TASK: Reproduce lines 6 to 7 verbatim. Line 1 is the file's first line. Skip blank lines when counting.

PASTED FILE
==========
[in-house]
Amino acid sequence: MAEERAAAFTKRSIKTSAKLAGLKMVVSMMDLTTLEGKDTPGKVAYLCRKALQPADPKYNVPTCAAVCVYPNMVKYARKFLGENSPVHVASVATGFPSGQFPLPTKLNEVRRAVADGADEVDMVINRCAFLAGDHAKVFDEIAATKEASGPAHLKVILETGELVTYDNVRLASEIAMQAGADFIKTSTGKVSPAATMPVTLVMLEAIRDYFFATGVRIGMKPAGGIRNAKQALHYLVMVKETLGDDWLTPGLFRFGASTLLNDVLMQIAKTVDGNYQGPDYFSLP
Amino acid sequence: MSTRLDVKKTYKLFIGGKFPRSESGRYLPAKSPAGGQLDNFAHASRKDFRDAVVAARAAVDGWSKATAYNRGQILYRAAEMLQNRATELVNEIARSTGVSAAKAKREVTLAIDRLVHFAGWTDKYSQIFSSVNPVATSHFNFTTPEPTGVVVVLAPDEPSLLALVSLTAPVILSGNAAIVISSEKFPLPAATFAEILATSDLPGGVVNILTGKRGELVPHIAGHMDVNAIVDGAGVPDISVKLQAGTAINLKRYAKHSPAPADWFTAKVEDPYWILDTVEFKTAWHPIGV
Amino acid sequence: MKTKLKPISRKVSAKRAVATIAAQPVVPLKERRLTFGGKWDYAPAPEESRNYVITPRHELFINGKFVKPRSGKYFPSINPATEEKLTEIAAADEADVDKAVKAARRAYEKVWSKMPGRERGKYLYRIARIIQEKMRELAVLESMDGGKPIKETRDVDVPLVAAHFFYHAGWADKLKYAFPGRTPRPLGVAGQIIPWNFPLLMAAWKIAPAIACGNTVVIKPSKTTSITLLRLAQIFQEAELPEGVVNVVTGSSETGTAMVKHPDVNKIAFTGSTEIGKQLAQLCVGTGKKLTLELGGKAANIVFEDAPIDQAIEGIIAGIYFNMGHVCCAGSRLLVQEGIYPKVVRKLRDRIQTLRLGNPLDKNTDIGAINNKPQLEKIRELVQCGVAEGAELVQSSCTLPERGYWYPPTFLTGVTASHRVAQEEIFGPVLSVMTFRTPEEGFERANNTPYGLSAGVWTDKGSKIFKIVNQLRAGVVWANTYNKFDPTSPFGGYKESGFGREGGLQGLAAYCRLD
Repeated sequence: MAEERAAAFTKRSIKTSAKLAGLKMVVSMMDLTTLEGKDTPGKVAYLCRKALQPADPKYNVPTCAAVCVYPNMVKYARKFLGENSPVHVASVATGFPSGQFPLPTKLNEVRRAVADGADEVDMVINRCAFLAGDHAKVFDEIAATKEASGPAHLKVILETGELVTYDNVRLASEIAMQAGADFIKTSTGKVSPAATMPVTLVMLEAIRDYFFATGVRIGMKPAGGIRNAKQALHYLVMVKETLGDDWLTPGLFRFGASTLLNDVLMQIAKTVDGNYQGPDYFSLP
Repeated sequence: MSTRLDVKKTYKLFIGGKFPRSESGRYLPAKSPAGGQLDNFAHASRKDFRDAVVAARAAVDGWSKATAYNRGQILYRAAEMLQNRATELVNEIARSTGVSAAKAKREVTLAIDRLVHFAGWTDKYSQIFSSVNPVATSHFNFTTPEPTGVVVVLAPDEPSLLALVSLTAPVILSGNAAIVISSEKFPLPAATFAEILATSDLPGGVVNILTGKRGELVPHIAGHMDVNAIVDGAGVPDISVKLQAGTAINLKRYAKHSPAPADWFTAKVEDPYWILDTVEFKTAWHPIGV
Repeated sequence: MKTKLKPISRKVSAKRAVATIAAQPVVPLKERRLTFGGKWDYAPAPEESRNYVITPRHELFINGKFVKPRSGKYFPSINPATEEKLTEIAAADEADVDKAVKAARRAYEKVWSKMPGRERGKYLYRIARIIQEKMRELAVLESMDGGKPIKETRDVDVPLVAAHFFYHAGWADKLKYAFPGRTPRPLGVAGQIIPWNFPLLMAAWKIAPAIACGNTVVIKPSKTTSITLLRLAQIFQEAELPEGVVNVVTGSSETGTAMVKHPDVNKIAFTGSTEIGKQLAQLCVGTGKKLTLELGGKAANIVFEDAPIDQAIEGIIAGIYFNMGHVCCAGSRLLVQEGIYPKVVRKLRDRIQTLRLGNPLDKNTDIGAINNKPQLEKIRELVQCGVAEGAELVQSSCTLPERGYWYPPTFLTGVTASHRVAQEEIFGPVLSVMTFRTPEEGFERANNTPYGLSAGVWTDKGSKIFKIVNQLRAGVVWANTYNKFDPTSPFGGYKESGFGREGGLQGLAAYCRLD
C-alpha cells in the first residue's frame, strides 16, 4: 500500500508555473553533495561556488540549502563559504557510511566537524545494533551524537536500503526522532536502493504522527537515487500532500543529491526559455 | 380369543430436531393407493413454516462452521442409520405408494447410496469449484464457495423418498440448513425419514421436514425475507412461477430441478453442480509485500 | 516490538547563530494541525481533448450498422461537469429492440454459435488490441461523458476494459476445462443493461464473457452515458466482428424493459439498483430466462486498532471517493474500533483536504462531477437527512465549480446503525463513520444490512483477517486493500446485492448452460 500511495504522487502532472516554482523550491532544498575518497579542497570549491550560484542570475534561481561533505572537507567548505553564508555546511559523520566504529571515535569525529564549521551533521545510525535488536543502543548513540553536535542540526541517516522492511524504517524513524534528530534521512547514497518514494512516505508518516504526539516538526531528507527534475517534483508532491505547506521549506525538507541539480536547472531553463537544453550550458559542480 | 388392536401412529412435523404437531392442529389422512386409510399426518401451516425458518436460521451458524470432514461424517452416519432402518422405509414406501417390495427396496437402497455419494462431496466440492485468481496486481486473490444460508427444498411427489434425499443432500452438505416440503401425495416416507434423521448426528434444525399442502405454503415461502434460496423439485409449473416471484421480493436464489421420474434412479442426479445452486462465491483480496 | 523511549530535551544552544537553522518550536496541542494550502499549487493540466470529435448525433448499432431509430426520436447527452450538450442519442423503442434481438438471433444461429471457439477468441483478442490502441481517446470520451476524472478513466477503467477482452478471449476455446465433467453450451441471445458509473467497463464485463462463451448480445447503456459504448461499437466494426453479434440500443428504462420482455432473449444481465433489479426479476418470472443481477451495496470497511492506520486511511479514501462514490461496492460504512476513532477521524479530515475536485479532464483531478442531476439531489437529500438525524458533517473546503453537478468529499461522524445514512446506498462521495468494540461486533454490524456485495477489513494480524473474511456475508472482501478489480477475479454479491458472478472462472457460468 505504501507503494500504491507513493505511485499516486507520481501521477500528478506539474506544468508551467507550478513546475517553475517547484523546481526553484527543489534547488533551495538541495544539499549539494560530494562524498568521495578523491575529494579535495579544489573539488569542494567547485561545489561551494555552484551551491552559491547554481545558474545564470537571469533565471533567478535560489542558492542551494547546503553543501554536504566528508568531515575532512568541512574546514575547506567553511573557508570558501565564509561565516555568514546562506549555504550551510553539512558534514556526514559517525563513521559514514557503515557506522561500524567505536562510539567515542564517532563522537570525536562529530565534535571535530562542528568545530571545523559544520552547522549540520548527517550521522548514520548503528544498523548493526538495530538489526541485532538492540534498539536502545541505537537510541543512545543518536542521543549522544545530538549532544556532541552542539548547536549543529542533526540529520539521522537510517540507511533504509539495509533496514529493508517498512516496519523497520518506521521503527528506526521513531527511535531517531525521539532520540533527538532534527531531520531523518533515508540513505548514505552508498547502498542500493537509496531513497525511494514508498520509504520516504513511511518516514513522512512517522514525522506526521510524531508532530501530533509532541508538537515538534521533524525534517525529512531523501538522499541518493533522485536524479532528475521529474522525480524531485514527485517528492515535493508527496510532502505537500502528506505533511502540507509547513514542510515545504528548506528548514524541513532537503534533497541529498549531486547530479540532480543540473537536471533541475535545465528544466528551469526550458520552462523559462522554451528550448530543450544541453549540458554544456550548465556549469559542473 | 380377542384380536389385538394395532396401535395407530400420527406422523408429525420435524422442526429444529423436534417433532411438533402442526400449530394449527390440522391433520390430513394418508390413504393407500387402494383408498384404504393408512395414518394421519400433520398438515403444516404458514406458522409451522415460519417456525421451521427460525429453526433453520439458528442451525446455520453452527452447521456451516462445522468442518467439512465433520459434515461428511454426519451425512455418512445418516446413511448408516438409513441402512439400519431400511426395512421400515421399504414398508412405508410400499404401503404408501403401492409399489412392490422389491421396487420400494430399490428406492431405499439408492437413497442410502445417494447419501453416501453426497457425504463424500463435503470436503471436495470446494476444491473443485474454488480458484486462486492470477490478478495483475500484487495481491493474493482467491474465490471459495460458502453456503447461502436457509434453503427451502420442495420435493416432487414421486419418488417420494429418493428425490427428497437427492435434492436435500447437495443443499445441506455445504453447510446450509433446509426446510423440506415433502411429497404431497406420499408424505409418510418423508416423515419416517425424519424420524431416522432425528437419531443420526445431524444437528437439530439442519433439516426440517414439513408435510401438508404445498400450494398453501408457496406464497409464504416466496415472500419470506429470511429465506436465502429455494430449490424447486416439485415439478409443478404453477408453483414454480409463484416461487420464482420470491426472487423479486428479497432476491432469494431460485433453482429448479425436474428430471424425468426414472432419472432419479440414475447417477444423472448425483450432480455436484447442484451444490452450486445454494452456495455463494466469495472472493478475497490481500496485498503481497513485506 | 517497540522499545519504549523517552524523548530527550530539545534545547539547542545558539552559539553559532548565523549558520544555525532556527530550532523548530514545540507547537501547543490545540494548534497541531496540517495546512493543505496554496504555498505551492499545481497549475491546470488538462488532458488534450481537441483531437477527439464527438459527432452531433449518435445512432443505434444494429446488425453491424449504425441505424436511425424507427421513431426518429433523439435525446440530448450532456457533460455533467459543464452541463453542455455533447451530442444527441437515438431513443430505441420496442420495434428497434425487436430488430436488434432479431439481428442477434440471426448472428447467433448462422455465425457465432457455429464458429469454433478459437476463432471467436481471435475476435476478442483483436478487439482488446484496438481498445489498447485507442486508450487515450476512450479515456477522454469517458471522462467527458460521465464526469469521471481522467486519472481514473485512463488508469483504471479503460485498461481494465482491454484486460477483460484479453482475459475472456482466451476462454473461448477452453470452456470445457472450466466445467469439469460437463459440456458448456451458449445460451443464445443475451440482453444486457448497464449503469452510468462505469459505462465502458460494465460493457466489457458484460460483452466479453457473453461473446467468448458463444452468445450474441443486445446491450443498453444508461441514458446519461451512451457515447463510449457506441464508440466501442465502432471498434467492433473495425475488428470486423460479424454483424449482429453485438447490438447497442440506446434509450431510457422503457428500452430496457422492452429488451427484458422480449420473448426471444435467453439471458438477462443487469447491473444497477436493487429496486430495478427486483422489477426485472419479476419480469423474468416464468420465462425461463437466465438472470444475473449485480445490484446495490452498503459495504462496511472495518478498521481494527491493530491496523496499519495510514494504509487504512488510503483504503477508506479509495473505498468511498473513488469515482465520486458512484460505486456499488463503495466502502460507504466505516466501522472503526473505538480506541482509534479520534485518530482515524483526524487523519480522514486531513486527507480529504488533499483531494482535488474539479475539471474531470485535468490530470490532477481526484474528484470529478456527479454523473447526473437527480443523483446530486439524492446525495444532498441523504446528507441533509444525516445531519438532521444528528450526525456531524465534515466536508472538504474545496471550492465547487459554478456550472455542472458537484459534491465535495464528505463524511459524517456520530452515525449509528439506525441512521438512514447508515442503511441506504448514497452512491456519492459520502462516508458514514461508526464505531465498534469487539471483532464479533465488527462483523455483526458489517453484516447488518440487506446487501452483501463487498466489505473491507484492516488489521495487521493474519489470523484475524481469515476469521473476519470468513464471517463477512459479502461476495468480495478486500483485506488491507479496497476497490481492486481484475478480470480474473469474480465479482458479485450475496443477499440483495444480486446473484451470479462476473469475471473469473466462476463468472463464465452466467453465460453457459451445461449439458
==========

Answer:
Repeated sequence: MSTRLDVKKTYKLFIGGKFPRSESGRYLPAKSPAGGQLDNFAHASRKDFRDAVVAARAAVDGWSKATAYNRGQILYRAAEMLQNRATELVNEIARSTGVSAAKAKREVTLAIDRLVHFAGWTDKYSQIFSSVNPVATSHFNFTTPEPTGVVVVLAPDEPSLLALVSLTAPVILSGNAAIVISSEKFPLPAATFAEILATSDLPGGVVNILTGKRGELVPHIAGHMDVNAIVDGAGVPDISVKLQAGTAINLKRYAKHSPAPADWFTAKVEDPYWILDTVEFKTAWHPIGV
Repeated sequence: MKTKLKPISRKVSAKRAVATIAAQPVVPLKERRLTFGGKWDYAPAPEESRNYVITPRHELFINGKFVKPRSGKYFPSINPATEEKLTEIAAADEADVDKAVKAARRAYEKVWSKMPGRERGKYLYRIARIIQEKMRELAVLESMDGGKPIKETRDVDVPLVAAHFFYHAGWADKLKYAFPGRTPRPLGVAGQIIPWNFPLLMAAWKIAPAIACGNTVVIKPSKTTSITLLRLAQIFQEAELPEGVVNVVTGSSETGTAMVKHPDVNKIAFTGSTEIGKQLAQLCVGTGKKLTLELGGKAANIVFEDAPIDQAIEGIIAGIYFNMGHVCCAGSRLLVQEGIYPKVVRKLRDRIQTLRLGNPLDKNTDIGAINNKPQLEKIRELVQCGVAEGAELVQSSCTLPERGYWYPPTFLTGVTASHRVAQEEIFGPVLSVMTFRTPEEGFERANNTPYGLSAGVWTDKGSKIFKIVNQLRAGVVWANTYNKFDPTSPFGGYKESGFGREGGLQGLAAYCRLD